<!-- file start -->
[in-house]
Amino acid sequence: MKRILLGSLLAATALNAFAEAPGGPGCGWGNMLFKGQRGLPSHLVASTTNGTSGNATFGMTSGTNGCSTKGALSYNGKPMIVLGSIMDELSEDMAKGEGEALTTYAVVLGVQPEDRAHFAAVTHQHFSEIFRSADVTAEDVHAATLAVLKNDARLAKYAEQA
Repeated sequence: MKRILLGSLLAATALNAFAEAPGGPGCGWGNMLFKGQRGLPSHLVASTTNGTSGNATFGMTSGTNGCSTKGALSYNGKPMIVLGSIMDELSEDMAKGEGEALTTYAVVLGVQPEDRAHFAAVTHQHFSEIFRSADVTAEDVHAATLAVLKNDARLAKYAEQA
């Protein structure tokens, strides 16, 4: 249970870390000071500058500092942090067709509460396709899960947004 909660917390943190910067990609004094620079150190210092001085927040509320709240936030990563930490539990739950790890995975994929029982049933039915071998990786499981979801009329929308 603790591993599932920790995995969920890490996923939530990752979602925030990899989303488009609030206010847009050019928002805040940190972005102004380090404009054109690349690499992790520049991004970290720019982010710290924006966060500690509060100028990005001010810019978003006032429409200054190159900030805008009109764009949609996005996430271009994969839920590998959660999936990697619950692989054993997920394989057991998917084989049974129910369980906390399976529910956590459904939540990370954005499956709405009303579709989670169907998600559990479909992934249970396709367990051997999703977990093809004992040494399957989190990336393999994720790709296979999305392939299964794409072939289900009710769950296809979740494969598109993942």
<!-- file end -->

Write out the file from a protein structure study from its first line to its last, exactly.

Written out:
[in-house]
Amino acid sequence: MKRILLGSLLAATALNAFAEAPGGPGCGWGNMLFKGQRGLPSHLVASTTNGTSGNATFGMTSGTNGCSTKGALSYNGKPMIVLGSIMDELSEDMAKGEGEALTTYAVVLGVQPEDRAHFAAVTHQHFSEIFRSADVTAEDVHAATLAVLKNDARLAKYAEQA
Repeated sequence: MKRILLGSLLAATALNAFAEAPGGPGCGWGNMLFKGQRGLPSHLVASTTNGTSGNATFGMTSGTNGCSTKGALSYNGKPMIVLGSIMDELSEDMAKGEGEALTTYAVVLGVQPEDRAHFAAVTHQHFSEIFRSADVTAEDVHAATLAVLKNDARLAKYAEQA
């Protein structure tokens, strides 16, 4: 249970870390000071500058500092942090067709509460396709899960947004 909660917390943190910067990609004094620079150190210092001085927040509320709240936030990563930490539990739950790890995975994929029982049933039915071998990786499981979801009329929308 603790591993599932920790995995969920890490996923939530990752979602925030990899989303488009609030206010847009050019928002805040940190972005102004380090404009054109690349690499992790520049991004970290720019982010710290924006966060500690509060100028990005001010810019978003006032429409200054190159900030805008009109764009949609996005996430271009994969839920590998959660999936990697619950692989054993997920394989057991998917084989049974129910369980906390399976529910956590459904939540990370954005499956709405009303579709989670169907998600559990479909992934249970396709367990051997999703977990093809004992040494399957989190990336393999994720790709296979999305392939299964794409072939289900009710769950296809979740494969598109993942």